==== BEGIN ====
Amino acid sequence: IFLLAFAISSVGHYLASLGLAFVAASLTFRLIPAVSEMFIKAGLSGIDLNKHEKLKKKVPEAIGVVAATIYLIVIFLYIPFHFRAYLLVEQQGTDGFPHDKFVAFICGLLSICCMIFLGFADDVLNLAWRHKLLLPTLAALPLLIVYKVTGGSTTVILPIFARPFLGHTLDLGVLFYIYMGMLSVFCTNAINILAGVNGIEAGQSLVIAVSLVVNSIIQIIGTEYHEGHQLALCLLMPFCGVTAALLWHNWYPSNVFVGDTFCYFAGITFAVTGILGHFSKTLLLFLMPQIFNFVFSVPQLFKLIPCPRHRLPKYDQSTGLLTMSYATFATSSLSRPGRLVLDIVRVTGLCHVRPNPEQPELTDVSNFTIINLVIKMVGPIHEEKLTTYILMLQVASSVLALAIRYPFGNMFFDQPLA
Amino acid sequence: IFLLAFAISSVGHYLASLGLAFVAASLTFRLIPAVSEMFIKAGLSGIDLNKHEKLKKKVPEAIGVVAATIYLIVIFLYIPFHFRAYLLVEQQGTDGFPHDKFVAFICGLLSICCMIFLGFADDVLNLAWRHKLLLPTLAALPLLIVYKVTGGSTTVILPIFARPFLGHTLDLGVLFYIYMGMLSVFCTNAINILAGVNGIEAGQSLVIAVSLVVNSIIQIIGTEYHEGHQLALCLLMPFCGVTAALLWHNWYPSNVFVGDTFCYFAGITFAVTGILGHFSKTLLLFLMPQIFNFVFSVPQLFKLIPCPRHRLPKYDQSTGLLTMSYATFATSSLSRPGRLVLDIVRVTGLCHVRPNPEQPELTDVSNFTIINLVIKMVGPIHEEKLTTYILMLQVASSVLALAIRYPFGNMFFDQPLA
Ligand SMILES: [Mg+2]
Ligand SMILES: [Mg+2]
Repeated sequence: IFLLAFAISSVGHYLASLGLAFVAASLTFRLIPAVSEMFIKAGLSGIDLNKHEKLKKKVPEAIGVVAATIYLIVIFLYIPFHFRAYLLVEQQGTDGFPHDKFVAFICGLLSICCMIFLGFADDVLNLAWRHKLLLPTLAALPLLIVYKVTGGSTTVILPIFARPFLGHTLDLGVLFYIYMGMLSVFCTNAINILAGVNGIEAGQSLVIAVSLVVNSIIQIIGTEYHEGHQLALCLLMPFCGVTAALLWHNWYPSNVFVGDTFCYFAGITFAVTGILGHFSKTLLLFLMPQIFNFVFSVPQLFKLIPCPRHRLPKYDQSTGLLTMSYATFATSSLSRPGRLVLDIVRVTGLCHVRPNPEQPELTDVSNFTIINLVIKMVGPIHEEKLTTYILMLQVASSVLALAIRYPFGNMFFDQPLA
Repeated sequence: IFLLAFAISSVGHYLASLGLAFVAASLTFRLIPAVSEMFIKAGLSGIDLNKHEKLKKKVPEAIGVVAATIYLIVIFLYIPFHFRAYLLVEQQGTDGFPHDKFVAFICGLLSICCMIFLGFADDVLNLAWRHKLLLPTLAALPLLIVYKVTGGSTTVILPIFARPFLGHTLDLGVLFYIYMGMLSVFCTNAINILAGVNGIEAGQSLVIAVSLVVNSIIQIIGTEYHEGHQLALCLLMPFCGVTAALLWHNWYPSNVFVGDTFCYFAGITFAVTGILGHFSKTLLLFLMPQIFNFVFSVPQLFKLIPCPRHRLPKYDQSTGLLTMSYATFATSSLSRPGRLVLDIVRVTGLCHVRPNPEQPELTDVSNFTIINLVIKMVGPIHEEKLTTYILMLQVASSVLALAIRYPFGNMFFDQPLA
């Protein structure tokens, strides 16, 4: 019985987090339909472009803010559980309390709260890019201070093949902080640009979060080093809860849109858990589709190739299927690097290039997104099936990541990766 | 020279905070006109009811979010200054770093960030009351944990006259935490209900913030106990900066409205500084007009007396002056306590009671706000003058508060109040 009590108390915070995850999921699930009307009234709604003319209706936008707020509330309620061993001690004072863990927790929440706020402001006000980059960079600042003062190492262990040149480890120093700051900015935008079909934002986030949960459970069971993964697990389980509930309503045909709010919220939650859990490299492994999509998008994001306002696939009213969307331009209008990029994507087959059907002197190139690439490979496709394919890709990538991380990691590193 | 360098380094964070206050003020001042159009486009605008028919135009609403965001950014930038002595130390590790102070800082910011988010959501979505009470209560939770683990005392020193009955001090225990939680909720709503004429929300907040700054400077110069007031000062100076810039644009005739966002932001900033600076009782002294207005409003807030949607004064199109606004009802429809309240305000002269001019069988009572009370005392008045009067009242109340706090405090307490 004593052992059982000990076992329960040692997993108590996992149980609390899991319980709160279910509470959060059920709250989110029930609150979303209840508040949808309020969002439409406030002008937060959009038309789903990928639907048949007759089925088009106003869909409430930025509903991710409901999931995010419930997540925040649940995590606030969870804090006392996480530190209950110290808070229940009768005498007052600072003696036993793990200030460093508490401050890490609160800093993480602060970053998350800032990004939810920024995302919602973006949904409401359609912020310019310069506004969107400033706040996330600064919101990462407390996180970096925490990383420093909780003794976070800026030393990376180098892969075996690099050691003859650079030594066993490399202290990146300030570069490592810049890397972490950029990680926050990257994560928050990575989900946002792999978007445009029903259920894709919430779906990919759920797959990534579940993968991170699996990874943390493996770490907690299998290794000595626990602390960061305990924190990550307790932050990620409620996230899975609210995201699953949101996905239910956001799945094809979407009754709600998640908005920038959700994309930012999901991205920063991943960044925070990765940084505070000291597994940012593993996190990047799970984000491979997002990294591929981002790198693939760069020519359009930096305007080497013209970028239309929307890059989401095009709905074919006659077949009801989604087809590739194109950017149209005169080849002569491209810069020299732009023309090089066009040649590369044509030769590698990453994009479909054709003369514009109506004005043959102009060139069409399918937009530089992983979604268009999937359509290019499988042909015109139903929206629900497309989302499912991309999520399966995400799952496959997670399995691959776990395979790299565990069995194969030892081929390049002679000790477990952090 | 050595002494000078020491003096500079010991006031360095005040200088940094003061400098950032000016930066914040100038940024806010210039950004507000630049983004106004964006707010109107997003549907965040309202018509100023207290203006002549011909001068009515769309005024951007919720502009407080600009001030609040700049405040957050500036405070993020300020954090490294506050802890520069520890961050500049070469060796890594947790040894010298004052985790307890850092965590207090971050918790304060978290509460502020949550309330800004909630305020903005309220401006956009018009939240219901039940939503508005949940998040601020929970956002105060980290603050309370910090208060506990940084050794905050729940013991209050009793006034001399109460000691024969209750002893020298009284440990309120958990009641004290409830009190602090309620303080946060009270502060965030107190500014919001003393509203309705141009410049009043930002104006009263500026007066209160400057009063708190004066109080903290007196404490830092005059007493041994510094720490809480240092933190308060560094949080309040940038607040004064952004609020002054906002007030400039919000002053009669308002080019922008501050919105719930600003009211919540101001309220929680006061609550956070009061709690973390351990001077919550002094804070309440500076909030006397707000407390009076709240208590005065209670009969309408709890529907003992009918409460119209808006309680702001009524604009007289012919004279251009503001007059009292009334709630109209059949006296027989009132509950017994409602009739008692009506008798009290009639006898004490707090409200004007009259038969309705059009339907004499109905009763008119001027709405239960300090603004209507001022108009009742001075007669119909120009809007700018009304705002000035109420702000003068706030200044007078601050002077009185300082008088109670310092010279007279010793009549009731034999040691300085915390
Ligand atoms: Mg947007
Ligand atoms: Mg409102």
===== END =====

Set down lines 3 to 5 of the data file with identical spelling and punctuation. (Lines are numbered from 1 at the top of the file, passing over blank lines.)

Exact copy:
Ligand SMILES: [Mg+2]
Ligand SMILES: [Mg+2]
Repeated sequence: IFLLAFAISSVGHYLASLGLAFVAASLTFRLIPAVSEMFIKAGLSGIDLNKHEKLKKKVPEAIGVVAATIYLIVIFLYIPFHFRAYLLVEQQGTDGFPHDKFVAFICGLLSICCMIFLGFADDVLNLAWRHKLLLPTLAALPLLIVYKVTGGSTTVILPIFARPFLGHTLDLGVLFYIYMGMLSVFCTNAINILAGVNGIEAGQSLVIAVSLVVNSIIQIIGTEYHEGHQLALCLLMPFCGVTAALLWHNWYPSNVFVGDTFCYFAGITFAVTGILGHFSKTLLLFLMPQIFNFVFSVPQLFKLIPCPRHRLPKYDQSTGLLTMSYATFATSSLSRPGRLVLDIVRVTGLCHVRPNPEQPELTDVSNFTIINLVIKMVGPIHEEKLTTYILMLQVASSVLALAIRYPFGNMFFDQPLA